Short speeches followed at the end of the celebration. On behalf of the International Bishops’ Conference of the Union of Utrecht, Bishop Harald Rein of the Old Catholic Church of Switzerland expressed his appreciation for the international work of Vercammen. Between the lines, he addressed the electoral college of the Archdiocese of Utrecht – which will elect the successor to Vercammen – that in defining the professional profile of the new Archbishop, his duties as President of the Union of Utrecht should also be taken into account. These are tasks that Vercammen has fulfilled with great effort and success.
Bishop Dirk Jan Schoon, Bishop of Haarlem and Chairman of the Collegiaal Bestuur of the Old Catholic Church of the Netherlands, praised Vercammen because he always stood for an open church. “Where you were dealing with a closed culture or with inward-looking congregations or individual church members, you tried to break through this by inspiring people to think and act differently”. Schoon made no secret of the fact that there were sometimes tensions in the relationship with his Utrecht colleague. “Even within the board itself, but also between the two of us, this sometimes led to friction and even to injuries and pain. And this perhaps not even because we disagreed with each other in principle, but because we were not on the same wavelength when it came to how something had to be tackled or treated”. Nevertheless, Schoon stressed that Vercammen can look back on a time when the necessary successes were achieved. A fraternal embrace between the two bishops was rewarded with loud applause. “Your announcement on 26 September last year that you wish to resign from the office of Archbishop of Utrecht came completely unexpected for most people,” recalled Dean Wietse van der Velde. He also mentioned Vercammens’ too “great vigor, unbridled energy and sometimes impatience”.. “All this sometimes meant that not everyone could keep up with you. But everyone who saw you busy knew you did all this as a zealot for the cause of the kingdom of God.”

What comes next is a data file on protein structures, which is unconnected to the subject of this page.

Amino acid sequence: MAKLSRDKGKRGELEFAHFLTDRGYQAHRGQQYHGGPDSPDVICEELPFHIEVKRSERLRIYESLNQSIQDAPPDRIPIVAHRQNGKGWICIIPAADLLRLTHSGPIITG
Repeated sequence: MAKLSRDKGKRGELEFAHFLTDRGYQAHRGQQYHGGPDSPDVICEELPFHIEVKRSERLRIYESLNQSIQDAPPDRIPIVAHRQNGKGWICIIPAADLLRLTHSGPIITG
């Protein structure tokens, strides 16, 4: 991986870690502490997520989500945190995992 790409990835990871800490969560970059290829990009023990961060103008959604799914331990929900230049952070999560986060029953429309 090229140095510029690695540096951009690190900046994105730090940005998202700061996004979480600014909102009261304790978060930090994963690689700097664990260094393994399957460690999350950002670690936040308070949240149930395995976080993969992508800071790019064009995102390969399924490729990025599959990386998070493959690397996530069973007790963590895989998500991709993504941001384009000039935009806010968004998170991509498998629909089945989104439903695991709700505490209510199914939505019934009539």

Until the election of the new archbishop, the chapter will have daily administrative responsibility for the diocese. The election will take place on 15 February 2020 at 11.00 a.m. in the Cathedral of St Gertrude in Utrecht and will begin with a Eucharist.